There’s a Horrifying Amount of Plastic in the Ocean. This Chart Shows Who’s to Blame.

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This post originally appeared at Mother Jones.

AP Photo/NOAA Pacific Islands Fisheries Science Center

(AP Photo/NOAA Pacific Islands Fisheries Science Center)

Marine scientists have long known that plastic pollution in the ocean is a huge problem. The most visible sign of it is the Great Pacific Garbage Patch, an accumulation of waste (actually spanning several distinct patches) floating in the ocean. It’s at least twice the size of Texas and can be seen from space. This pollution has an incalculably lethal effect on everything from plankton to whales.

So just how much plastic is there? A new study in Science put out some pretty horrifying numbers: In 2010, the study finds, between 4.8 and 12.7 million metric tons (that’s about 10.5 billion to 28 billion pounds) of plastic entered the oceans — the median of those estimates is 1.3 times the weight of the Great Pyramid at Giza.

If we want to crack down on all that plastic, knowing where it all comes from could be as important as knowing how much there is. That’s the main idea behind this study. A team of scientists led by University of Georgia environmental engineer Jenna Jambeck set out to calculate how much plastic every one of the world’s 192 coastal countries dumps into the ocean. To do it, they combined data on each country’s per-capita waste generation, the size of the population living within 50 kilometers of the ocean, the percentage of waste that is plastic, and the percentage of plastic waste that is “mismanaged” (defined as “either littered or inadequately disposed”).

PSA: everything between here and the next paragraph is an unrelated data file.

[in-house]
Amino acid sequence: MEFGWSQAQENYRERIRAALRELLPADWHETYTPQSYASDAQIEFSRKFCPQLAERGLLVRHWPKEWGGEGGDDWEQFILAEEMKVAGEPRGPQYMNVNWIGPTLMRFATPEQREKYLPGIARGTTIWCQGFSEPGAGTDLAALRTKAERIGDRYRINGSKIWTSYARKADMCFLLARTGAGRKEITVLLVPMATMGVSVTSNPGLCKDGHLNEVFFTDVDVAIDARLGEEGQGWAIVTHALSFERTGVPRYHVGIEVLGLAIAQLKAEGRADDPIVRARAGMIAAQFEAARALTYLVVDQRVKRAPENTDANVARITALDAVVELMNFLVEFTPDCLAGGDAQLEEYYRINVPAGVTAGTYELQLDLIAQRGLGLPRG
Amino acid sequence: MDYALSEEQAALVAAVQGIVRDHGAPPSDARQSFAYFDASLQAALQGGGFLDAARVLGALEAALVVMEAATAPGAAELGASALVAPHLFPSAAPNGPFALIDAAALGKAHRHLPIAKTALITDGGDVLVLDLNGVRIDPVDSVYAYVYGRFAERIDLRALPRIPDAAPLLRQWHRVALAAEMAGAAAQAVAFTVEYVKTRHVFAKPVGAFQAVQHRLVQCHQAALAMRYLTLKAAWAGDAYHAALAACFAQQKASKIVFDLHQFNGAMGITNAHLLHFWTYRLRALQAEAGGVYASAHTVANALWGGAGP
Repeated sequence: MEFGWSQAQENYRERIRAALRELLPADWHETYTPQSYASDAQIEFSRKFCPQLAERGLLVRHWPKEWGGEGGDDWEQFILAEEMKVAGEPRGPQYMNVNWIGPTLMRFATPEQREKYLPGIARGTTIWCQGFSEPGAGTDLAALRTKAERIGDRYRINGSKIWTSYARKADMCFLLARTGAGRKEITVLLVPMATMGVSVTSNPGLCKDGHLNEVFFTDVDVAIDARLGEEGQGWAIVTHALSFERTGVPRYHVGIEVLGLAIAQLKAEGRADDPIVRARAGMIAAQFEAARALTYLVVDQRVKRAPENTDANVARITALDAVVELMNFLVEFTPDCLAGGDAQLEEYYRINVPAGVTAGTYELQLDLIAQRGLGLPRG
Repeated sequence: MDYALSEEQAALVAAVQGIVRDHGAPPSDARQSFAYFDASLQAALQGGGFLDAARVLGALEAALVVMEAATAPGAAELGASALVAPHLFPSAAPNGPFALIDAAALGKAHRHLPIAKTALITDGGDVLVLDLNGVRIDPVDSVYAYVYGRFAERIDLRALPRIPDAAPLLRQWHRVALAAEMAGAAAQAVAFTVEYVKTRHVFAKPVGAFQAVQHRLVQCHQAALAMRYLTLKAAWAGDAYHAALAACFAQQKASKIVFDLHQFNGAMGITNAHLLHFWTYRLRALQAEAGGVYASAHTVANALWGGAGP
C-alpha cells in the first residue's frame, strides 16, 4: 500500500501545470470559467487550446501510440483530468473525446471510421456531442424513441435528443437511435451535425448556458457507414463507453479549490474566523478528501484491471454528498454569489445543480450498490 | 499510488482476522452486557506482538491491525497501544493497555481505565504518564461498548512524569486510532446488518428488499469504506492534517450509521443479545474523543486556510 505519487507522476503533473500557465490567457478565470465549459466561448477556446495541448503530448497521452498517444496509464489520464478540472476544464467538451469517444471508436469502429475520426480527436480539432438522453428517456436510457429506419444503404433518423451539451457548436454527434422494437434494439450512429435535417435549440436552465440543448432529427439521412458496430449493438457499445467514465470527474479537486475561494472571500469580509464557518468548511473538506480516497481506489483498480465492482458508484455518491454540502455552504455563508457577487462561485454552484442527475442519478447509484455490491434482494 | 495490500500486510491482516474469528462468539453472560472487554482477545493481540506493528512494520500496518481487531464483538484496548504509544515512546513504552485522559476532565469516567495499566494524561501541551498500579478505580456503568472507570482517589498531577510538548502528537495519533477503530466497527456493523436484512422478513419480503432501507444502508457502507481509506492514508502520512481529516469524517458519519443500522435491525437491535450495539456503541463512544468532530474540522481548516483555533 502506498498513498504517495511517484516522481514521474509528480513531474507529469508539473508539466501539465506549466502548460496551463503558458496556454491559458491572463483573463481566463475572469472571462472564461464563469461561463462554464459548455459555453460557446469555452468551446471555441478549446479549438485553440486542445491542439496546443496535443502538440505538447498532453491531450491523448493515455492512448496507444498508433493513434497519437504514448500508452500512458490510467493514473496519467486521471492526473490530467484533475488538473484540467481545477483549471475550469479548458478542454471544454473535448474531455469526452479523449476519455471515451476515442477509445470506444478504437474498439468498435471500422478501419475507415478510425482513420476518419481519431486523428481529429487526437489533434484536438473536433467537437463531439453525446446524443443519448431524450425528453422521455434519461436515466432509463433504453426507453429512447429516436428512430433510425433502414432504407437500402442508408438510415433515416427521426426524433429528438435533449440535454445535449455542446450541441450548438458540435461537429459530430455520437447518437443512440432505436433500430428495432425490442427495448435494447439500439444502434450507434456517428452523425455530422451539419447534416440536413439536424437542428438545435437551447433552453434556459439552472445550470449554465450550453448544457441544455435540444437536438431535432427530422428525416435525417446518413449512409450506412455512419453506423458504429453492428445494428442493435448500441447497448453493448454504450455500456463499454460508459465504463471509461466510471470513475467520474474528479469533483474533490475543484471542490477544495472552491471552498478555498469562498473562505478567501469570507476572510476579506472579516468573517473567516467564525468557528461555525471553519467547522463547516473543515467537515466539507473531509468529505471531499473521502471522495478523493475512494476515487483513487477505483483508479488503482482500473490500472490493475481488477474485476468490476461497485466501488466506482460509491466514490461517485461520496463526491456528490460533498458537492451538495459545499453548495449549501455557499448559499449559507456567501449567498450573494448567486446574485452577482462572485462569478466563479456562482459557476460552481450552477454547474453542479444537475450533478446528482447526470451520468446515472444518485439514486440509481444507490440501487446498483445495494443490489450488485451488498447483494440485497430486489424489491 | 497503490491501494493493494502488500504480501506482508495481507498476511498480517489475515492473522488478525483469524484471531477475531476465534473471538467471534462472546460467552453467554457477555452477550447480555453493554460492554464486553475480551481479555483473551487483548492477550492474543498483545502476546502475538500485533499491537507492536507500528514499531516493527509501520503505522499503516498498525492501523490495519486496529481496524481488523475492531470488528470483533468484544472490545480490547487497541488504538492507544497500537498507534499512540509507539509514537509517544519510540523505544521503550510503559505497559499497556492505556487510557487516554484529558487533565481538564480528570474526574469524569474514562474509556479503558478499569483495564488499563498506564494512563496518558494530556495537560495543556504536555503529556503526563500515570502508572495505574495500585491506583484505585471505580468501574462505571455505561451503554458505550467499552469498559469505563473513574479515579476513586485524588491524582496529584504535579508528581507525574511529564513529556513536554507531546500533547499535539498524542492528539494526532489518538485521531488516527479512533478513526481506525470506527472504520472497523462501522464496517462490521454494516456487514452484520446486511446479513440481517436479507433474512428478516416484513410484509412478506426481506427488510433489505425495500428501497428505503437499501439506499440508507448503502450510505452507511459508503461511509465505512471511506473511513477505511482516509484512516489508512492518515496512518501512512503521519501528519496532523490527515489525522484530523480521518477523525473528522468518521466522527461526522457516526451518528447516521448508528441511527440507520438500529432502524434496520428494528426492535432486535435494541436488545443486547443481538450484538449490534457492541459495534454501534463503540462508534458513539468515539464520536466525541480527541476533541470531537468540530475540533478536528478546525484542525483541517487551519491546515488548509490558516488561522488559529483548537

The last step is to estimate how much of the mismanaged coastal plastic waste actually washes into the sea. (This is the step that explains the wide uncertainty range in the grand totals above.) Jambeck drew on existing literature on waste streams from places like South Africa and the Bay Area to reach an estimate of 15-40 percent; she then applied that range across the board.

The chart below shows the worst offenders, in terms of total plastic pollution in the ocean in 2010, using data from the study. The top-ranks belong to middle-income countries with rapidly growing coastal populations that lack the resources to keep pace with waste management infrastructure. By contrast, even though the United States has relatively good waste management, its per-capita waste production is so high that it makes the top 20.

Climate Desk

That’s right: China alone dumped nearly 5 billion pounds of plastic waste into the ocean in 2010. But what’s even worse is just how much the study projects these numbers will grow in the future, based on predictions of population growth in each country by 2025. The chart below shows the top-ranked countries in terms of total mismanaged plastic waste (in other words, not all of this plastic is necessarily winding up in the ocean). China is still very much in the lead, and India shows a disturbing explosion of plastic pollution:

Climate Desk
Tim McDonnell, Mother Jones
Tim McDonnell is Climate Desk’s associate producer. He tweets at @timmcdonnell.
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